Somali : The role of Economic recovery in peacebuilding and statebuilding

The title of the book of Dr. Ali Isse Abdi, former IMF official, “Somalia: Crisis in Economic and Financial Management: The Root Cause of the State Collapse and the Principal Challenge to National Recovery”, summarizes the main source of the past and present troubles of Somalia.

At the end of 1970s, Somalia endured severe economic downturn due to high inflation and unemployment caused by widespread macroeconomic mismanagement, political repression, corruption, wars and draughts. Black market economy, capital flight, tax evasion, Franco Valuta system (import of commodities without foreign exchange payment through the banking system), currency substitution (dollarization) and public service desertion (brain drain) flourished and changed the structure of the Somali economy.

The Somali currency (the Somali Shilling) begun to lose progressively its three functions of unit of account, medium of exchange and store of value. Thus, the ruling regime entered negotiations with IMF and WB for economic and financial support and adopted successive Structural Adjustment Programs (SAP).
While Somalia’s performance of SAP was presented as a success story, this success did not last long because selfish politicians and technocrats campaigned for the program’s interruption. The regime refused to implement trade liberation, financial and public enterprise reforms that have been the major source of economic deterioration. The Central Bank of Somalia (CBS) was unable to resist the financing of rampant government budget deficit.

The interruption of IMF/WB program followed by massive credit creation utilized through cashier checks precipitated economic and financial catastrophe that led to the collapse of the Commercial Bank of Somalia. This financial calamity combined with general discontent fuelled the uprising that brought down the entire Somali state in 1991. That economic deterioration continues as of today. The lack of credible macro-economic data on GDP and GNP, debt to GDP ratios, foreign currency reserve, consumer price index, inflation rate, unemployment, money supply, human development indicators and accountable institutions will be one of the major obstacles to economic recovery. It is not wrong to assume that the economic and social indicators produced by donors after 1991 are not capturing in full the depth of the socio-economic disaster that afflicted Somalia for more than 35 years.

The recent appreciation of the value of the 1,000 note Somali Shilling (So Sh) vis-à-vis the dollar throughout Somalia has thrown the FGS and regional authorities into confusion because both levels of government were not prepared for how to deal with this macroeconomic shock. All necessary informational, political and institutional/administrative conditions for macroeconomic management are yet to be established.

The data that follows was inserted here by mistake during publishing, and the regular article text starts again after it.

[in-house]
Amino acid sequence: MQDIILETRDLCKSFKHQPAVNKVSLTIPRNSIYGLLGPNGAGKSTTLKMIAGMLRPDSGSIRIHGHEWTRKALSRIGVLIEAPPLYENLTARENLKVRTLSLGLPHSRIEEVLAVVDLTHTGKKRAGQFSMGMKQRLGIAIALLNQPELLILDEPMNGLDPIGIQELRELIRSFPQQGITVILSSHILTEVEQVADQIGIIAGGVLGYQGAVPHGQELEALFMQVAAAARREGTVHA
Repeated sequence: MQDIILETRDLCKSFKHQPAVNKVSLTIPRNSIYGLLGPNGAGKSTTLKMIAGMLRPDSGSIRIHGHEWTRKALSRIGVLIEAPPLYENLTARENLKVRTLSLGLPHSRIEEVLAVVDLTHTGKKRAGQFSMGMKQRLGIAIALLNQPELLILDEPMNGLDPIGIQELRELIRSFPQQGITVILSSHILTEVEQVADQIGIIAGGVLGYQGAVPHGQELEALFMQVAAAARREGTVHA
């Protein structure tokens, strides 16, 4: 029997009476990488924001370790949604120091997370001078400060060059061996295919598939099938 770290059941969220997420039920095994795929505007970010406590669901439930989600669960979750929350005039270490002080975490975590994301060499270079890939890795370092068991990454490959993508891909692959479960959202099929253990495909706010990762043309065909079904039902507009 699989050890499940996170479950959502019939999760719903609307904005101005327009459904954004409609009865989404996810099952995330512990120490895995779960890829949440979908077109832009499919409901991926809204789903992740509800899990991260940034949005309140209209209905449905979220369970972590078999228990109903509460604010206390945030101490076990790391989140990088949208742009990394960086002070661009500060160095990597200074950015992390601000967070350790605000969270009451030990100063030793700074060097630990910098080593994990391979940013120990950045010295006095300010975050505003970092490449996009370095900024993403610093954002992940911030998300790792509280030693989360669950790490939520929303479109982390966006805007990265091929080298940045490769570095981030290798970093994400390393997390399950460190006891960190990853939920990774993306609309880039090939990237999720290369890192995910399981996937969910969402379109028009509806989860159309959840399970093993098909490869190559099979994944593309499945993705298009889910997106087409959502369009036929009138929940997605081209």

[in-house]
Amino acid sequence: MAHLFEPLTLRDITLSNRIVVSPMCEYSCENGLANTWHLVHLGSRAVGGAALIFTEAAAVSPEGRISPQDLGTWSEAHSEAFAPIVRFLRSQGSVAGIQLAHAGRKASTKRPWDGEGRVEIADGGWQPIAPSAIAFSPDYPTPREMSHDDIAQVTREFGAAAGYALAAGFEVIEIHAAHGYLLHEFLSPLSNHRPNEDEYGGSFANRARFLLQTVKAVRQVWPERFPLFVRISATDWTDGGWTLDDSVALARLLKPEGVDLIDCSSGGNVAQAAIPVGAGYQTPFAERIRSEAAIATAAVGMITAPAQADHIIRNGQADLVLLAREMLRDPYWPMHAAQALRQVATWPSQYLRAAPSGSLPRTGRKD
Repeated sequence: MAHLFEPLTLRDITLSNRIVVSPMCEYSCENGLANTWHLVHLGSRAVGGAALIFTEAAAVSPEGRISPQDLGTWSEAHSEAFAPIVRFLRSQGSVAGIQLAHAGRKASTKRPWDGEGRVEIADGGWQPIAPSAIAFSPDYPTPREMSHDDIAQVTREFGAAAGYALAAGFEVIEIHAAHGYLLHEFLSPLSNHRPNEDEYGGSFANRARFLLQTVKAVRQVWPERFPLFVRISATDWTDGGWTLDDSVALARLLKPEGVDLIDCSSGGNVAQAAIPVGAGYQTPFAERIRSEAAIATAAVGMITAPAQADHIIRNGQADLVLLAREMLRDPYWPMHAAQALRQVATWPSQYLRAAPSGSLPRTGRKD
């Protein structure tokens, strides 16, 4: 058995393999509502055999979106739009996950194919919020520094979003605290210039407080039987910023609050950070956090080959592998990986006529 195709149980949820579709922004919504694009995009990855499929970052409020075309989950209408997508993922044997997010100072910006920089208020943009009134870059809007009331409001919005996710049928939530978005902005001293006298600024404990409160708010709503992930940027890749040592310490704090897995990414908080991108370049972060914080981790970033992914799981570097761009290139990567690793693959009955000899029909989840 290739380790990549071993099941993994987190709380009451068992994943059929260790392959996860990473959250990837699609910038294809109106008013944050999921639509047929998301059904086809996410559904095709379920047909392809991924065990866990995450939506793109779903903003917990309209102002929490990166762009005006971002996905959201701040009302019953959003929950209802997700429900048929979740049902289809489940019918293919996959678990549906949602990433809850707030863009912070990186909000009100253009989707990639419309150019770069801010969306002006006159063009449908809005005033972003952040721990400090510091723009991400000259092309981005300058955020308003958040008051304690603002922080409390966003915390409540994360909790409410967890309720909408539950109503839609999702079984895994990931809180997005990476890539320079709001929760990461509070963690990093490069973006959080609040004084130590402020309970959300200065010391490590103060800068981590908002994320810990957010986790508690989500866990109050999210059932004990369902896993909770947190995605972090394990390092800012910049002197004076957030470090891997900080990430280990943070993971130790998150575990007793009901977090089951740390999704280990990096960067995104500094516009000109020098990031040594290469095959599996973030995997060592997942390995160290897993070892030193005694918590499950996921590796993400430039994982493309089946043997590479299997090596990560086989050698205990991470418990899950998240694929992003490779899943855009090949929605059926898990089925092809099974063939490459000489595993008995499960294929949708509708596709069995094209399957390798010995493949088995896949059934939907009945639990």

The supply of fake notes fueled continuous spiral of the Somali exchange rate from So Sh. 15,000 in 2006 to So Sh. 35,000 in 2008 before it came down to So Sh. 19,800 in 2013. Contrary to the economic theory explanations, both the appreciation and depreciation of the Somali exchange rate have had devastating effects on the large segment of the poor population because the consumer goods, services and assets are priced in US dollar.

The formulation and implementation of macroeconomic policies requires effective leadership, trained staff, aggregate data collection, analysis, monitoring and evaluation. The Ministry of finance, the CBS, the General Accountant, and General Auditor share the responsibilities of the macroeconomic financial management functions. The integrity and capability of those institutions under the leadership and oversight of the president, prime minister, and the federal parliament is critical for laying the basic foundation of the statebuilding in Somalia.

National integration and close cooperation with the IFI will expedite the painstaking process of the return to the use of domestic currency as the legal tender for the restoration of financial system of Somalia. As part of its institutional responsibilities, the CBS must endeavor to establish first its internal functional structure to face the challenges of establishing an efficient and secure national payment system which is crucial to the economic recovery and development. Incidentally, it would be appropriate that the FGS considers the destruction of the “N” Banknote held by De La Rue, a longtime client of the CBS. De La Rue deserves credit for not using corrupt tactics to transfer the currency stock in its warehouses to illegitimate local warlords or entities in order to get back its outstanding debt.

Finally, the efforts of the FGS with regard to macroeconomic management policies cannot be effective unless the country is hierarchically organized. The circular flows of the economy presuppose formation of markets, freedom of movement, reliable national public administration and system of justice in all corners of Somalia. The time span Somalia will graduate from the failed/fragile situation will depend on the determination of the Somali people for unity, cooperation and common agenda for the ultimate purpose of national economic prosperity.
(Somalia’s priority National integration for economic recovery)
Mr. Mohamud M Uluso

Xafiiska Wararka Midnimo,


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